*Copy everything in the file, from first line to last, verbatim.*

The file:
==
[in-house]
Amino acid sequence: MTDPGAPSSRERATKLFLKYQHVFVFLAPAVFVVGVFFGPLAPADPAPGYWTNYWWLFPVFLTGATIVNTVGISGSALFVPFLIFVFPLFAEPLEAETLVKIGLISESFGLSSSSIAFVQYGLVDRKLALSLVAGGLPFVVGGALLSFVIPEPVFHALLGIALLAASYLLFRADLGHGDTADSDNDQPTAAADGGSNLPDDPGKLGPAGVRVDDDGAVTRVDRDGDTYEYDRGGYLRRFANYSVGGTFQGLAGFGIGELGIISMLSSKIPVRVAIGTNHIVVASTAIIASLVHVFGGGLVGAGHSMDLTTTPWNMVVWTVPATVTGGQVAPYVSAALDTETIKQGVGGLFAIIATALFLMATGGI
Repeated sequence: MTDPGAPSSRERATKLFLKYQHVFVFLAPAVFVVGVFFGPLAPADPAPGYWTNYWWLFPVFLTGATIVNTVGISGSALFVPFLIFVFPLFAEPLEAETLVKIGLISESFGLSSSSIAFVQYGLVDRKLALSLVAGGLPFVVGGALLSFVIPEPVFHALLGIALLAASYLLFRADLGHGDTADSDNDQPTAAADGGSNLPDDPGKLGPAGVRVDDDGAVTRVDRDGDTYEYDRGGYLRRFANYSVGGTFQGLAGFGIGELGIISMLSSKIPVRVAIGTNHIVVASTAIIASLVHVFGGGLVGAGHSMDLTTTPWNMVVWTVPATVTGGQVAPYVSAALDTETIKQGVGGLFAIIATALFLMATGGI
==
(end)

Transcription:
[in-house]
Amino acid sequence: MTDPGAPSSRERATKLFLKYQHVFVFLAPAVFVVGVFFGPLAPADPAPGYWTNYWWLFPVFLTGATIVNTVGISGSALFVPFLIFVFPLFAEPLEAETLVKIGLISESFGLSSSSIAFVQYGLVDRKLALSLVAGGLPFVVGGALLSFVIPEPVFHALLGIALLAASYLLFRADLGHGDTADSDNDQPTAAADGGSNLPDDPGKLGPAGVRVDDDGAVTRVDRDGDTYEYDRGGYLRRFANYSVGGTFQGLAGFGIGELGIISMLSSKIPVRVAIGTNHIVVASTAIIASLVHVFGGGLVGAGHSMDLTTTPWNMVVWTVPATVTGGQVAPYVSAALDTETIKQGVGGLFAIIATALFLMATGGI
Repeated sequence: MTDPGAPSSRERATKLFLKYQHVFVFLAPAVFVVGVFFGPLAPADPAPGYWTNYWWLFPVFLTGATIVNTVGISGSALFVPFLIFVFPLFAEPLEAETLVKIGLISESFGLSSSSIAFVQYGLVDRKLALSLVAGGLPFVVGGALLSFVIPEPVFHALLGIALLAASYLLFRADLGHGDTADSDNDQPTAAADGGSNLPDDPGKLGPAGVRVDDDGAVTRVDRDGDTYEYDRGGYLRRFANYSVGGTFQGLAGFGIGELGIISMLSSKIPVRVAIGTNHIVVASTAIIASLVHVFGGGLVGAGHSMDLTTTPWNMVVWTVPATVTGGQVAPYVSAALDTETIKQGVGGLFAIIATALFLMATGGI